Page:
The New School of Thought On Improving Customer Satisfaction Through Smarter Queuing

William Bleuel, PhD
Posted: 05/02/2010

In the previous article I discussed the first leap of faith with respect to satisfaction at the call center. That leap was to believe that improvement in queuing performance at the call center could have a positive impact on customer satisfaction. With the help of some real world research data developed by the Florida Power and Light Company, there were some measurements that supported that leap of faith. From there the next leap is to believe that improvement in queuing performance at the call center can also have a positive impact on customer retention. When there is sufficient evidence that this leap of faith has validity, call center economics can be more accurately assessed in terms of the net present value of extended customer retention resulting from the call center performance.

American Customer Satisfaction Index (ACSI)

One strong piece of statistical evidence that relates quality performance measures to customer retention is the results reported by the American Customer Satisfaction Index (ACSI). This organization was developed jointly by the National Quality Research Center (NQRC) at the University of Michigan and the American Society of Quality Control. The NQRC developed the Swedish Customer Satisfaction barometer that was established in 1989. To quote from the ACSI literature, "The American Customer Satisfaction Index is a new economic indicator that measures customer satisfaction. It's based on customers' experience with the quality of goods and services that are purchased in the United States and produced by both domestic and foreign firms that have substantial U.S. market share." Their major objective is to provide firms with accurate assessments of their products and competitive products along with the methodology for linking quality performance measures to economic returns. A key point made is these measures of performance quality are essential for correctly interpreting price and productivity measures used to describe other aspects of the U.S. economy.



The real benefit that accrues from ACSI is the voice it gives to those evaluating the products and services bought and used. It quantifies the value customers place on products and services thus driving quality improvement in performance. The Index also provides a benchmark for a company so that it can consistently compare its performance to others in the same industry. Secondly, the literature states that it helps companies to understand the impact of performance quality on customer satisfaction and customer retention. For those readers with broader vision, the ACSI will also aid economic policy by adding a measure of performance quality to identify strong and weak sectors of the economy. The benefit perceived for those in the call center business is that the indicator provides a link between satisfaction and economic value. While the link may be general with respect to a specific company, the relationships provide insight into the call center when coupled with an appropriate survey which links the ACSI results to the call center.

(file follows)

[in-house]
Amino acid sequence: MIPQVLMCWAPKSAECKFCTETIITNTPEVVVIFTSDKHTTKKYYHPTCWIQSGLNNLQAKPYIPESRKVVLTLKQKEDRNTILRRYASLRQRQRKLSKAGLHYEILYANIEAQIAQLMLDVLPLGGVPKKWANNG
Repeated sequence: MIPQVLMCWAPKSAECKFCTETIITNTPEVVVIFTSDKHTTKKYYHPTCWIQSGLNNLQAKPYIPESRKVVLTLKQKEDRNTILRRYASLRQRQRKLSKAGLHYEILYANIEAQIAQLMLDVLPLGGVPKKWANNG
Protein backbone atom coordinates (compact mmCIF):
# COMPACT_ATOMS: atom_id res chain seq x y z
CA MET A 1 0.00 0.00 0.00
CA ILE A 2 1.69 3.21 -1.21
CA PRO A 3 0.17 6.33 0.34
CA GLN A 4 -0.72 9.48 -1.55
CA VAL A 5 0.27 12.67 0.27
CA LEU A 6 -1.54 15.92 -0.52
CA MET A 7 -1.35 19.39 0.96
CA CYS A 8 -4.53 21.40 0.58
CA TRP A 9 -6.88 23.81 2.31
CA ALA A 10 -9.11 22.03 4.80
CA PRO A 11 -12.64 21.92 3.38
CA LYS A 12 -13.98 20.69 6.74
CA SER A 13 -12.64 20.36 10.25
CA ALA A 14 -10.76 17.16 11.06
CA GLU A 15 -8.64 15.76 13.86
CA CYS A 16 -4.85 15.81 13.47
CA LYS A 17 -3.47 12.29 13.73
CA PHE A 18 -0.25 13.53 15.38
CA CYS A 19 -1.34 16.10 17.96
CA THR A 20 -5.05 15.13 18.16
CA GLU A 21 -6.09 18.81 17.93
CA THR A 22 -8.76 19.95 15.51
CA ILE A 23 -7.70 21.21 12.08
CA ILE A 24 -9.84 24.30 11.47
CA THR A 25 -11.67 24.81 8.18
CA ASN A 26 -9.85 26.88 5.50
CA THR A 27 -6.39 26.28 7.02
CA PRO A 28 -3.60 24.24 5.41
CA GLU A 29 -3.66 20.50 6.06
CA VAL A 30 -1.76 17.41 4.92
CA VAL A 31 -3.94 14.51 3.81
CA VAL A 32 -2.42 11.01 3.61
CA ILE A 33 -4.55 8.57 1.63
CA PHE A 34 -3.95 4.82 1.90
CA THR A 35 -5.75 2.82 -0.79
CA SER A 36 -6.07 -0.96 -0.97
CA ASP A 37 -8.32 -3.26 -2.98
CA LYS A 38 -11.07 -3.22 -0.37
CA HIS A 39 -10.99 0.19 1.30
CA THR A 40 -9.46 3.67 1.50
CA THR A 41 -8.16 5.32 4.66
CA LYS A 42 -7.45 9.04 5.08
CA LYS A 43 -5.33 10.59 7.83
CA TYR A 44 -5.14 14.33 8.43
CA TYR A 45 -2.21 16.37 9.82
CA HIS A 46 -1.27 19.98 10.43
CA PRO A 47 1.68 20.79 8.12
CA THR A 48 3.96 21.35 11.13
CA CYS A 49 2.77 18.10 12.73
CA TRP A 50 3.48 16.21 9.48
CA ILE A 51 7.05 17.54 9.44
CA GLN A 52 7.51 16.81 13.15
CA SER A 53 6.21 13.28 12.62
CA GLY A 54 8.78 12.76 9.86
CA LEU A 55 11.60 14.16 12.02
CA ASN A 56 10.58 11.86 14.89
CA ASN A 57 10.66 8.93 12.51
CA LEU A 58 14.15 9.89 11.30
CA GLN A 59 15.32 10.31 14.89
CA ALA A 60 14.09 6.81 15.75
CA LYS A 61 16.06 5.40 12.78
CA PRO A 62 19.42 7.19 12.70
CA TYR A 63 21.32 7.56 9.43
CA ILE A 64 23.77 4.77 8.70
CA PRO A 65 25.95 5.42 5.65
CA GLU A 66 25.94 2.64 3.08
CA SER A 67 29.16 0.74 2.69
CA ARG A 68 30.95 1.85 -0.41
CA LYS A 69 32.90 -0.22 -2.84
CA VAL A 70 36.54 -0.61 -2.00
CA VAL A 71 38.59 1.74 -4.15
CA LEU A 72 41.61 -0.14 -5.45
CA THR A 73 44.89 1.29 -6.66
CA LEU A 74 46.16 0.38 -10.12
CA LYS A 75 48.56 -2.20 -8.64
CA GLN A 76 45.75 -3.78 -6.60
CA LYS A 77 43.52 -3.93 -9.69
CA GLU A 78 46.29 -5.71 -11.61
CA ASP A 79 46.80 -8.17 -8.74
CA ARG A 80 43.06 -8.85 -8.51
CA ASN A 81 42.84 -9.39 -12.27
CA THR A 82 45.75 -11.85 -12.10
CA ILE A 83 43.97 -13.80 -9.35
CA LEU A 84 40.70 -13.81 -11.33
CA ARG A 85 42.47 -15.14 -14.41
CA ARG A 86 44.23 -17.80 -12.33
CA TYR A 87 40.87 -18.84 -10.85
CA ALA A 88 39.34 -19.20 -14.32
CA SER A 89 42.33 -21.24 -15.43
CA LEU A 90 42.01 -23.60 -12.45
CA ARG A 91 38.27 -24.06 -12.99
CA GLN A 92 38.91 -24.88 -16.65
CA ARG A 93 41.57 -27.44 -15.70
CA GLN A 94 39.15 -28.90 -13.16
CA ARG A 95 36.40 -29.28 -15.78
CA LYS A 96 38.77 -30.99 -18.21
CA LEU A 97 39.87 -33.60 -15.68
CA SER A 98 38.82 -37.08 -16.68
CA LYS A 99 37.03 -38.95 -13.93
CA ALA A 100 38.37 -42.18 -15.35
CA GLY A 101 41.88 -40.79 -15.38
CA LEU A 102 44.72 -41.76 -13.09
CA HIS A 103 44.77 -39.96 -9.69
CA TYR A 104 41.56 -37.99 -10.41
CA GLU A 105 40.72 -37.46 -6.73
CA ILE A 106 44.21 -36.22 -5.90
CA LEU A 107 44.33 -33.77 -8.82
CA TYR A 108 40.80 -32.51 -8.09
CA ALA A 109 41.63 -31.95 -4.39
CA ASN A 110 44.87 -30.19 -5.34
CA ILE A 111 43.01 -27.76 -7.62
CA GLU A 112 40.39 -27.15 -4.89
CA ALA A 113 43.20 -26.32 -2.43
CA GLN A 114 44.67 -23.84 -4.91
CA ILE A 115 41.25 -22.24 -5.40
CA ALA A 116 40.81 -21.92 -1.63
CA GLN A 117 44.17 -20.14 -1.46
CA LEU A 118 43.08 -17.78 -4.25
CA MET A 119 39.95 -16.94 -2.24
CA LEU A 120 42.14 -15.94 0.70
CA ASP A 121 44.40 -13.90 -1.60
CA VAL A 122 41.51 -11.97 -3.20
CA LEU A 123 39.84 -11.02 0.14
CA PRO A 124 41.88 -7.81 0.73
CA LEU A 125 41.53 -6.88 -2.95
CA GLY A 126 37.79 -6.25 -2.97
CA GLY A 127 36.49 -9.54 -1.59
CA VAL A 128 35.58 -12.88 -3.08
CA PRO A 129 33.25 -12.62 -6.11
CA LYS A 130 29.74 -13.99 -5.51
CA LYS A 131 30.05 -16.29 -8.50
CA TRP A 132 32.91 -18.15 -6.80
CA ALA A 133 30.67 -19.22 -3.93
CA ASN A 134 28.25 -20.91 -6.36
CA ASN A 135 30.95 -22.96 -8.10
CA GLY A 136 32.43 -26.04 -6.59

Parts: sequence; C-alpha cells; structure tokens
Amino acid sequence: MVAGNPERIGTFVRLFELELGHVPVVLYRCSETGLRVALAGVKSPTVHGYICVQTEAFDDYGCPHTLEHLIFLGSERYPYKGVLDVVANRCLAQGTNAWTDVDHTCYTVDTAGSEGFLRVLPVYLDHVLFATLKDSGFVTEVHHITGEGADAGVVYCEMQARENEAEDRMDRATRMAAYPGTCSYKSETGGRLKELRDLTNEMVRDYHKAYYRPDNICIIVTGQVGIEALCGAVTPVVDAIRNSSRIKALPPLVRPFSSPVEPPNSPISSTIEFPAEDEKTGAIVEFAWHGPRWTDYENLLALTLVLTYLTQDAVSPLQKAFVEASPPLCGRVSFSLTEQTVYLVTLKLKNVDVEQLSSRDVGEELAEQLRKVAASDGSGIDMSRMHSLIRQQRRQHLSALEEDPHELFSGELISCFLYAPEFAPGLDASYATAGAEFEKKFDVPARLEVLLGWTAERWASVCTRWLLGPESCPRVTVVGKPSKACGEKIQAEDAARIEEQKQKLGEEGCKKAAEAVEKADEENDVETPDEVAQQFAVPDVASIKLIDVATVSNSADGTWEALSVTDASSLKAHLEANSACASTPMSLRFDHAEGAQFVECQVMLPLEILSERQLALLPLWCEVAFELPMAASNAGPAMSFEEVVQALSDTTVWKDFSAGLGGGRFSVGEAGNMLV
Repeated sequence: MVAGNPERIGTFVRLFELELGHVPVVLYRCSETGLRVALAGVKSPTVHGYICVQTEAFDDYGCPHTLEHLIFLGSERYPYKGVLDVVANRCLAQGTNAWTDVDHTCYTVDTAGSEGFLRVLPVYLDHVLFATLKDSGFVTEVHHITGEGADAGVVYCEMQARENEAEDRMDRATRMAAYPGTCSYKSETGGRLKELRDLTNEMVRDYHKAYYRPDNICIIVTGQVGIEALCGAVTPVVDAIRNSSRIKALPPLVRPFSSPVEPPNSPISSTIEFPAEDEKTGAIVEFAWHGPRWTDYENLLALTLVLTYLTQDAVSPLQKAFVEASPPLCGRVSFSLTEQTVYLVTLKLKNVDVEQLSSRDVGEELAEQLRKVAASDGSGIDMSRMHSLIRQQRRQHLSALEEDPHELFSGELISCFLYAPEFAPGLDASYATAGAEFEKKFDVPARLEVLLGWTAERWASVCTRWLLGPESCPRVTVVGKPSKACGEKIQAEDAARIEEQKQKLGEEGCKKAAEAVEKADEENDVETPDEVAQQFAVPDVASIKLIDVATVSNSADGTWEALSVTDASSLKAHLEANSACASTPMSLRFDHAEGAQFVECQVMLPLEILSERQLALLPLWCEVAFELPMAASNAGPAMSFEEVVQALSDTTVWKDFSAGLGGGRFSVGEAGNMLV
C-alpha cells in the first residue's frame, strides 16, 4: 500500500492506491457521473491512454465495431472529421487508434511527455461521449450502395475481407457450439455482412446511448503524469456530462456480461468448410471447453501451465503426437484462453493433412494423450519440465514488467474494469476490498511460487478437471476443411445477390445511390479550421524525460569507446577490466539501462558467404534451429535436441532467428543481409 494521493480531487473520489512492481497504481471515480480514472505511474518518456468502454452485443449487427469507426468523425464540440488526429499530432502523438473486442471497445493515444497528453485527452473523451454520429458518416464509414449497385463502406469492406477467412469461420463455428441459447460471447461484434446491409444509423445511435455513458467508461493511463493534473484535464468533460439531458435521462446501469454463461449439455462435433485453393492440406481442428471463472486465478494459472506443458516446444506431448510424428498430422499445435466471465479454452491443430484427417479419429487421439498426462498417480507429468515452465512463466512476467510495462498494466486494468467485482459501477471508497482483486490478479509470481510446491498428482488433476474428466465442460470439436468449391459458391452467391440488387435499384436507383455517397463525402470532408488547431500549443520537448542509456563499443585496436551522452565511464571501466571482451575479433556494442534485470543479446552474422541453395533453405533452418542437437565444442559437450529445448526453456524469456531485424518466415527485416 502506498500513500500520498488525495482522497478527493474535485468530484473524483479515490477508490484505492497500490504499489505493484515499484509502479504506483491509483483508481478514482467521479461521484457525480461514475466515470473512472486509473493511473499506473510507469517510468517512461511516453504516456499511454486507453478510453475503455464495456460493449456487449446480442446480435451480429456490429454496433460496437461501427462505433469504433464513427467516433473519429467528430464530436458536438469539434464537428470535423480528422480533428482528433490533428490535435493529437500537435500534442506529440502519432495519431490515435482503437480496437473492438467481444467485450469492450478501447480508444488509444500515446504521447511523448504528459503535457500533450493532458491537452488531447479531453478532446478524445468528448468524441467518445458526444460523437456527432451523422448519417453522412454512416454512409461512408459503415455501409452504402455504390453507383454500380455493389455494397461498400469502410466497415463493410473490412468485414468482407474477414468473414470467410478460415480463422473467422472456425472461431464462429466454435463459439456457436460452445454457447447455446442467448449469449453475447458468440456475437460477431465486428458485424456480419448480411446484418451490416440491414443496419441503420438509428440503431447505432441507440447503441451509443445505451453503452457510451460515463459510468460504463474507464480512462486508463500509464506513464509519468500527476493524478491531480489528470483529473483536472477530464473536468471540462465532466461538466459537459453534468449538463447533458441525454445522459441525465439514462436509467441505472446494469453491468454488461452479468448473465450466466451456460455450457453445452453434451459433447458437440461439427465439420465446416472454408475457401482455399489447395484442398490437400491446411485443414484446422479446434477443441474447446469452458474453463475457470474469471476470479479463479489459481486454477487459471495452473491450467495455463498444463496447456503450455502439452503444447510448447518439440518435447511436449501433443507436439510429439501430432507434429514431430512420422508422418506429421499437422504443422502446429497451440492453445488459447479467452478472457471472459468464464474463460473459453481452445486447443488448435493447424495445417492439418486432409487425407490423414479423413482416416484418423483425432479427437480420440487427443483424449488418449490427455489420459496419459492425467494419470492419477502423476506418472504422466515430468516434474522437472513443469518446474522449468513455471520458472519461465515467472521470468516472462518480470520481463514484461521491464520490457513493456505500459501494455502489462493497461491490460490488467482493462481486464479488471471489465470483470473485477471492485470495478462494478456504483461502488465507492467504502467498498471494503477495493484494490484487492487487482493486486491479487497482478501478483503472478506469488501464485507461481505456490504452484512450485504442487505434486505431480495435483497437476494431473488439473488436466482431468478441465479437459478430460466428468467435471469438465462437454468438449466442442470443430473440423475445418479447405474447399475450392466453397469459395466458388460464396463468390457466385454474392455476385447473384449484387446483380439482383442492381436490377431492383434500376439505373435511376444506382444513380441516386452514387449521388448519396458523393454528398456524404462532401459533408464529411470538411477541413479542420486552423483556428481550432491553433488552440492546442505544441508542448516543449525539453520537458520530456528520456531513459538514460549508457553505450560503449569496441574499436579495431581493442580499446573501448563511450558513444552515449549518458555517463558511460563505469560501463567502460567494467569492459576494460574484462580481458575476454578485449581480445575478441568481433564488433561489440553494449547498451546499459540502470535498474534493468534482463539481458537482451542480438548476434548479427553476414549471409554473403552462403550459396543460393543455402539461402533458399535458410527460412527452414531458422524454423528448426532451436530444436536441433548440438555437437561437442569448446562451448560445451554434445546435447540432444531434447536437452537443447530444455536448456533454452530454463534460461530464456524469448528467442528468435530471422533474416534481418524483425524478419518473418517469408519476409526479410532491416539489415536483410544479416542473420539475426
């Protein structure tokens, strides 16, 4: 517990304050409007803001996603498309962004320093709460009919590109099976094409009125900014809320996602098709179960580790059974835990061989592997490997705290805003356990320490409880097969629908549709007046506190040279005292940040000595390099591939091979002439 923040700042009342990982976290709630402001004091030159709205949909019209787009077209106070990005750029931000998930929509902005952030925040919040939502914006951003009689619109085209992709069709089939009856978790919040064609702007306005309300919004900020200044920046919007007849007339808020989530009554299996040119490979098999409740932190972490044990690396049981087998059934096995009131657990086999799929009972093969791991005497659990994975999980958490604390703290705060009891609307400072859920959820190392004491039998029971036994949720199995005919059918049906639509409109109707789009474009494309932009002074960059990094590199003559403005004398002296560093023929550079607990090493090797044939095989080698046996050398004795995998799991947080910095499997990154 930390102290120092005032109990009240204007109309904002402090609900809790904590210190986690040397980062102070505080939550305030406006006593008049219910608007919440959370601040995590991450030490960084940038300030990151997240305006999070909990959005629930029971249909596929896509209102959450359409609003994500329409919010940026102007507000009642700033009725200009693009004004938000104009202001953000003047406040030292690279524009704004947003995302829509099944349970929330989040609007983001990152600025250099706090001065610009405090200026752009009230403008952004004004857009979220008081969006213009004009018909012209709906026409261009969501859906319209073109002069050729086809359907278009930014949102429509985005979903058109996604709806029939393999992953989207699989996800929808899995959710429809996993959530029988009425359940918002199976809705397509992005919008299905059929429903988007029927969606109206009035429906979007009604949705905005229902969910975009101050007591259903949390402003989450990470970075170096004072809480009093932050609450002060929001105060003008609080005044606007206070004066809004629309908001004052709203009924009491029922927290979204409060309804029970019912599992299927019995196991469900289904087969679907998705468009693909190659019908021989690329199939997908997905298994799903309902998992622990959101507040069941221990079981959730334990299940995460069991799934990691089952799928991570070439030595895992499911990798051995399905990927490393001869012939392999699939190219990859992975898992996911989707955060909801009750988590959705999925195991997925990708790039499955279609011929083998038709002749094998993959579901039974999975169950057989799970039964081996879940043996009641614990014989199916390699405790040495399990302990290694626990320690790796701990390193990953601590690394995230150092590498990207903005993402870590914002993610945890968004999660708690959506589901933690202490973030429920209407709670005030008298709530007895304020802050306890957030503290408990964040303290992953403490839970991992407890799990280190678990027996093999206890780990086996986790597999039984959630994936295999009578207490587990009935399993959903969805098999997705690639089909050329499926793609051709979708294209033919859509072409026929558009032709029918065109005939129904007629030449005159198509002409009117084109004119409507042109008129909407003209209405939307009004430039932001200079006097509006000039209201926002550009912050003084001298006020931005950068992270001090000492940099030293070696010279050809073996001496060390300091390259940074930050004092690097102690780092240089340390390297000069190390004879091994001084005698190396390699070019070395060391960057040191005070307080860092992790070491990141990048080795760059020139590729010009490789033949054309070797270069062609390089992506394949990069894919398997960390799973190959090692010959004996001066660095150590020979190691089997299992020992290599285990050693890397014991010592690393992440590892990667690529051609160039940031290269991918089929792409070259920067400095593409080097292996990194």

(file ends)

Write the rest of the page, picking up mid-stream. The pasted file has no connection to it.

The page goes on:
ACSI comes complete with data and a software model and predictor. The model estimates the impacts between the variables of the model. The variables included in the model are perceived quality, customer expectations, perceived value, satisfaction, customer complaints and customer retention. The good news is that the model looks at both the direct and indirect effect of one variable on another with each impact calculated separately for each company and industry in the Index.

Thus, perceived value will directly impact customer satisfaction. Perceived quality, on the other hand, will indirectly affect customer satisfaction through the perceived value variable. The payoff of using this model is the ability to examine how a change in one variable affects the others. For example, if the level of perceived quality is increased as a result of improvements in the call center, what impact will that have on the percentage of customer complaints. While the relationships may appear to be obvious, the quantification of the relationships between the variables is the benefit of the Index since the values can be used to forecast the economic analysis of the impacts of the improvements.

Case Study on Customer Satisfaction and Queuing

As a way of demonstrating the value of this model, consider the relationships for a PC manufacturer based on the survey data from 1996. For this example, I used Quality as the independent variable and moved it in increments of 5 percent from 75 percent through 90 percent. For each of these quality levels the model indicated the level of satisfaction, retention and the percentage of complaints forecast for that quality level in the PC manufacturing industry.

Quality Satisfaction Retention % Complaints